So how much should you invest? Depends. I would never advise less than 10%. If you can't afford to invest 10% of your income into retirement then your current standard of living is way too high and you need to downsize FAST. I personally systematically set aside 10% for tithing, 10% for retirement, and since I'm an entrepreneur I set aside 10% for future business ventures and 10% in random investments such as stocks and real estate. You can adjust these numbers (or eliminate the 10% for future business ventures), but do not go any lower than 10% of your income for retirement.
Despite what others may tell you, millionaires do NOT "invest" in things such as their own home, art, or fancy cars. I'll explain more about the home in step 8, but millionaires will not invest in anything that will not give them back a positive cash flow, that's why they're millionaires. Yes, some may buy lots of expensive foreign cars and original works of art, but that's because they enjoy those things, not because they see them as investments.
7. Multiple Streams of Income
When I did door-to-door sales I can't tell you how many times I heard about one spouse losing a job so they could barely afford to pay their mortgage let alone add extra payments. First, if you live below your means as mentioned earlier and have a fully funded emergency fund then having your spouse lose his/her job should not be a huge dilemma. Second, poor people only have one stream of income per person, rich people have several streams of income. I have one friend in particular who has 4 streams of income that brings him in over $34 million each. Do you think if he lost his job he'd be hurting? Of course not! He works because he enjoys it, not because he HAS to. Multiple streams of income will help project you towards faster than any other way AND it creates a safety net around you and your family so that if anyone loses a job, you and your family are secure because you have 3 or 4 other sources of income. You will be out of the rat race and will be truly wealthy when your residual (passive) income exceeds your expenses and you work not because you have to work, but because you want to work.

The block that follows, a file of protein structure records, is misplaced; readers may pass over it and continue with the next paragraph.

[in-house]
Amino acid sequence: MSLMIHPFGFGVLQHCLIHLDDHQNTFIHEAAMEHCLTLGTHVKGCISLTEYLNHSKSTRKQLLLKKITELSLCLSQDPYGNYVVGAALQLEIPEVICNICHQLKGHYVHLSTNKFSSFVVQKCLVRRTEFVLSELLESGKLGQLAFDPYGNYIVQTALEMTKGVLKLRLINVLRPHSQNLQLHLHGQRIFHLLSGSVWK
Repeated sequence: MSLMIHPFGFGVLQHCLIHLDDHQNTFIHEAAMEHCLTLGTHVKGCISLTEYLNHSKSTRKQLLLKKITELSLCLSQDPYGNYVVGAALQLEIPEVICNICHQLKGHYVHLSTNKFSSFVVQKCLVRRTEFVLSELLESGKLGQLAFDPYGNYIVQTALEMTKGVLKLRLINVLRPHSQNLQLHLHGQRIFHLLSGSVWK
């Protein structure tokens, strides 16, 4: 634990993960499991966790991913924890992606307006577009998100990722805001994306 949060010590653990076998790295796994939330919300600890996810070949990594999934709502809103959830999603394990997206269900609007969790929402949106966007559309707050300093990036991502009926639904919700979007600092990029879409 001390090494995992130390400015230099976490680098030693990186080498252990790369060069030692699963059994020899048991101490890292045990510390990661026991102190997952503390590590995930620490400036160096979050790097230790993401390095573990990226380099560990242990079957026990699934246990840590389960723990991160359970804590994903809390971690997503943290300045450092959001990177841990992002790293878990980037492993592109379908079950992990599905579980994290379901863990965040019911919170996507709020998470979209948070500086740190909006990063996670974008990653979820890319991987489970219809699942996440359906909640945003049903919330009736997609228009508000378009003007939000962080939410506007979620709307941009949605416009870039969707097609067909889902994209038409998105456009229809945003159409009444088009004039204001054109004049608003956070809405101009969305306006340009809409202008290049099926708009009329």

Why was this step not included with paying off debt in step 3? Because too many people have a paid for house and no money in the bank. However, millionaires do not hang onto their home mortgages for the "tax benefits". That is a myth by people who pretend to be rich. How do we know they're not rich? Because rich people can do math and would never suggest hanging on to a home mortgage. The reason for this is because the average household will pay $10,000 each year in interest on their home in order to receive a $3,000 tax deduction. That means you're paying $10,000 in order to save $3,000. Basic math will tell you that is $7,000 that you will never get back! Also, the average household will have purchased their home more than 3x by the time their 30 year mortgage is paid for. This is why I want to rip my hair out when I read others who say that millionaires keep their home mortgages.
I acknowledge the fact that several of you will not agree with what has been said, but like I said, nothing I have written is theory, it's all been proven by thousands of ordinary people like you. You are not forced to change your spending habits or lifestyle, but if you want to truly be wealthy and get out of the rat race you will. Good luck.